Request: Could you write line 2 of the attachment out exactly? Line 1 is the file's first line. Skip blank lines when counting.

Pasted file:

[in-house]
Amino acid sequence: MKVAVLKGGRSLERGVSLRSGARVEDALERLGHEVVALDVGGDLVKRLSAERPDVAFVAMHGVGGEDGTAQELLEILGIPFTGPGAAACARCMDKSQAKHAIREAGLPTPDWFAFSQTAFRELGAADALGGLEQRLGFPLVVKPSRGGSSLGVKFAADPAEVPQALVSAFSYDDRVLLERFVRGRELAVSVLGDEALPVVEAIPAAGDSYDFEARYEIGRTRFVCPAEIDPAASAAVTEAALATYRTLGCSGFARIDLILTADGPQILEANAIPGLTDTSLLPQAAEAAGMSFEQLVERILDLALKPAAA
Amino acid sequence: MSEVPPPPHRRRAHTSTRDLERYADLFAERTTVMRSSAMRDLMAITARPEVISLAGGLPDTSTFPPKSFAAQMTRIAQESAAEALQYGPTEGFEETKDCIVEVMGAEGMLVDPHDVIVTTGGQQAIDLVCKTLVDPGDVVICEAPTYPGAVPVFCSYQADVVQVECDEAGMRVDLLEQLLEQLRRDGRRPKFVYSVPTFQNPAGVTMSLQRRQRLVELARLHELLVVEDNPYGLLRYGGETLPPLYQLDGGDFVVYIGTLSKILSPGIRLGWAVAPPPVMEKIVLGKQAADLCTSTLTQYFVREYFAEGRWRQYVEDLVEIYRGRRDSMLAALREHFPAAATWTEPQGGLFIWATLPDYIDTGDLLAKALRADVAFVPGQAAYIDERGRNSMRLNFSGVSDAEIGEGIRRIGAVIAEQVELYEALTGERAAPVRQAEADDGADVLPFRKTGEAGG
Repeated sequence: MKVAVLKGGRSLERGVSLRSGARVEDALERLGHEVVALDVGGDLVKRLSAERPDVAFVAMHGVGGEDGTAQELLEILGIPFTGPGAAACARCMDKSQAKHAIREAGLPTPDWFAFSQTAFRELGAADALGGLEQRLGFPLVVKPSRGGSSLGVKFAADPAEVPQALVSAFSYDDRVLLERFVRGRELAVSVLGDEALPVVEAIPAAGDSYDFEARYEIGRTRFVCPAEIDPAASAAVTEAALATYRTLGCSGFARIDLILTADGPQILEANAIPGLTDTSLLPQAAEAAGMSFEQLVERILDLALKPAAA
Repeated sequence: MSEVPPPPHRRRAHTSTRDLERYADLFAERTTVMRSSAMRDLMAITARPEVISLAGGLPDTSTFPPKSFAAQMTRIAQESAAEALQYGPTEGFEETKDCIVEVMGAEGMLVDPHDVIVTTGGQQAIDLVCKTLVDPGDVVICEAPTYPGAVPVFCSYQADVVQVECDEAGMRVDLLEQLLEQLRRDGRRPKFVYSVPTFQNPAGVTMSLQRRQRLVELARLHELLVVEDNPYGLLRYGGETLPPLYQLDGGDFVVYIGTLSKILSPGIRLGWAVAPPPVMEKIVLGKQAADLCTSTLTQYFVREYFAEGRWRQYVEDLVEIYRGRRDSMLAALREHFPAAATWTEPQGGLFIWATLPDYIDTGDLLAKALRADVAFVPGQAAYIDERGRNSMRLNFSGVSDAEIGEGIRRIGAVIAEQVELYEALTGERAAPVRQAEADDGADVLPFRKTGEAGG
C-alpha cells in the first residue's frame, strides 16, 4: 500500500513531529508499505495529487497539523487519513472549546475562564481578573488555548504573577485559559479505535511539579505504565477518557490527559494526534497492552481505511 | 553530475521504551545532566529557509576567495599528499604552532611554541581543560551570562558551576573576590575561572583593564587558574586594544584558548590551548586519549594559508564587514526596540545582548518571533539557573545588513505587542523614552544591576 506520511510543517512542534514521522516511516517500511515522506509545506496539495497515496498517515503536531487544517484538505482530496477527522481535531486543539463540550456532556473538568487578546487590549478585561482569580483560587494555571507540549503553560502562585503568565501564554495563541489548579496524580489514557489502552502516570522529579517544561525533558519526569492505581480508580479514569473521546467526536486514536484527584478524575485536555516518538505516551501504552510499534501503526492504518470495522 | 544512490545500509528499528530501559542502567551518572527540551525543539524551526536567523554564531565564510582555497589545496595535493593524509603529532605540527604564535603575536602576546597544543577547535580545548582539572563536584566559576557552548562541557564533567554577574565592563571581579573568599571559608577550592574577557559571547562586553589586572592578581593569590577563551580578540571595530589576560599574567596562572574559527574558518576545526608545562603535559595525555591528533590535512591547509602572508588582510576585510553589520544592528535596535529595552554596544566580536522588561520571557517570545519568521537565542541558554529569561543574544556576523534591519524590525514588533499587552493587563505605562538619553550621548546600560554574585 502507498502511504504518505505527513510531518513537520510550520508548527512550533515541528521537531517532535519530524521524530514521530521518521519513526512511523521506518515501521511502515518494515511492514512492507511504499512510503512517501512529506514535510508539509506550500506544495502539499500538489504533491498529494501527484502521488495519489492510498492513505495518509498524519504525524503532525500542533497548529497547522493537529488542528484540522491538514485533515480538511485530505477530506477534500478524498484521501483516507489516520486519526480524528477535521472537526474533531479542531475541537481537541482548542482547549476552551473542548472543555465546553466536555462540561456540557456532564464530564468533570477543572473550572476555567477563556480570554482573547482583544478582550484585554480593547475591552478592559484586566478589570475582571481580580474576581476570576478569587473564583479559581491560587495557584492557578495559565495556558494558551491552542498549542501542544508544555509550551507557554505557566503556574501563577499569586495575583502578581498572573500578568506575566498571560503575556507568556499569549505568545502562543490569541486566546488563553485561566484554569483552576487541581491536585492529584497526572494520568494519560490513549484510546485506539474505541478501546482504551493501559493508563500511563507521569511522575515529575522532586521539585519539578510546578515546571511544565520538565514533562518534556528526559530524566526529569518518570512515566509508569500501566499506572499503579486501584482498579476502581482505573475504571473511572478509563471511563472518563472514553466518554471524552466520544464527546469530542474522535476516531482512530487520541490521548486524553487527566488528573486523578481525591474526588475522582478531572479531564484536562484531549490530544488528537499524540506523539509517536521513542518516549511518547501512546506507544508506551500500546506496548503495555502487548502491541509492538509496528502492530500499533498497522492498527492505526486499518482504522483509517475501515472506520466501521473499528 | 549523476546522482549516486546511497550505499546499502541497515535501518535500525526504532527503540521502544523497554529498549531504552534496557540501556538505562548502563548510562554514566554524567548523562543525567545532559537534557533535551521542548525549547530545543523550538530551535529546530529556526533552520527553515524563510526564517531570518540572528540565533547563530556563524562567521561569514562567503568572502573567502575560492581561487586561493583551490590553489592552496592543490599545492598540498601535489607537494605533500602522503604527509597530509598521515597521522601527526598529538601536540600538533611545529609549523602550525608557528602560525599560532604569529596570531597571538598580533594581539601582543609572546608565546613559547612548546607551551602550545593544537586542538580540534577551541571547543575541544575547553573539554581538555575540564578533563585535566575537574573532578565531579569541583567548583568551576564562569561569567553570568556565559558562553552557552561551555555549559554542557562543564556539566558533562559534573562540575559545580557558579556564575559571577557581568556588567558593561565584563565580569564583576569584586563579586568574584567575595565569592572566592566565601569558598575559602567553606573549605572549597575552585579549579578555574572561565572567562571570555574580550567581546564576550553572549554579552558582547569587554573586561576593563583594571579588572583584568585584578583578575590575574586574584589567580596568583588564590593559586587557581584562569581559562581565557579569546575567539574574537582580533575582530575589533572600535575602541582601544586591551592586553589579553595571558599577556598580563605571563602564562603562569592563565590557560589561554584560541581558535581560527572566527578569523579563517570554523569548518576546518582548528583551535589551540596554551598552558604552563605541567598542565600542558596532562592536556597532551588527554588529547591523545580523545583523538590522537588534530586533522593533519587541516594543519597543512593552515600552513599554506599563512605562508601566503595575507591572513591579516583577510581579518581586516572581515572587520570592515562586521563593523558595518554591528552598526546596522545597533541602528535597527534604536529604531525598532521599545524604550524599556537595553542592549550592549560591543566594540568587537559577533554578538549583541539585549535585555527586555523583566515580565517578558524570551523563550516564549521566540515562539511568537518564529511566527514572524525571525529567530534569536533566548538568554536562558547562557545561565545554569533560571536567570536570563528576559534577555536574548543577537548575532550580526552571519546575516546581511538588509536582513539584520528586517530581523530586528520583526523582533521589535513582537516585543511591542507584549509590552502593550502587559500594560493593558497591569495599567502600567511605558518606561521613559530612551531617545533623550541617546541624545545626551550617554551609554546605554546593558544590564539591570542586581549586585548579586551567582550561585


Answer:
Amino acid sequence: MKVAVLKGGRSLERGVSLRSGARVEDALERLGHEVVALDVGGDLVKRLSAERPDVAFVAMHGVGGEDGTAQELLEILGIPFTGPGAAACARCMDKSQAKHAIREAGLPTPDWFAFSQTAFRELGAADALGGLEQRLGFPLVVKPSRGGSSLGVKFAADPAEVPQALVSAFSYDDRVLLERFVRGRELAVSVLGDEALPVVEAIPAAGDSYDFEARYEIGRTRFVCPAEIDPAASAAVTEAALATYRTLGCSGFARIDLILTADGPQILEANAIPGLTDTSLLPQAAEAAGMSFEQLVERILDLALKPAAA